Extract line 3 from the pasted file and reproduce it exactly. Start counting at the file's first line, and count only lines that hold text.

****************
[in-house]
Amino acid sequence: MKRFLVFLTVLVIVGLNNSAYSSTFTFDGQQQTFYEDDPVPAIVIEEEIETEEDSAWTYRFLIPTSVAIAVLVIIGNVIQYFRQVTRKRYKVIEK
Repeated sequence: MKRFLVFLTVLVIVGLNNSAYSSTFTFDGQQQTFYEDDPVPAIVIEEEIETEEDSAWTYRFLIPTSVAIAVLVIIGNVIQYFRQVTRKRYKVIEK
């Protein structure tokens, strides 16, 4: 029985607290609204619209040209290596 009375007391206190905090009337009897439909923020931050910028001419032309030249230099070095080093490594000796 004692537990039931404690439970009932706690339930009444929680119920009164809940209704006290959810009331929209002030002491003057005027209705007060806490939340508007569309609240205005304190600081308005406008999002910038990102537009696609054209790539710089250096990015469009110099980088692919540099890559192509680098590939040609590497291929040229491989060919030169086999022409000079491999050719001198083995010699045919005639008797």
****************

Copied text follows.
Repeated sequence: MKRFLVFLTVLVIVGLNNSAYSSTFTFDGQQQTFYEDDPVPAIVIEEEIETEEDSAWTYRFLIPTSVAIAVLVIIGNVIQYFRQVTRKRYKVIEK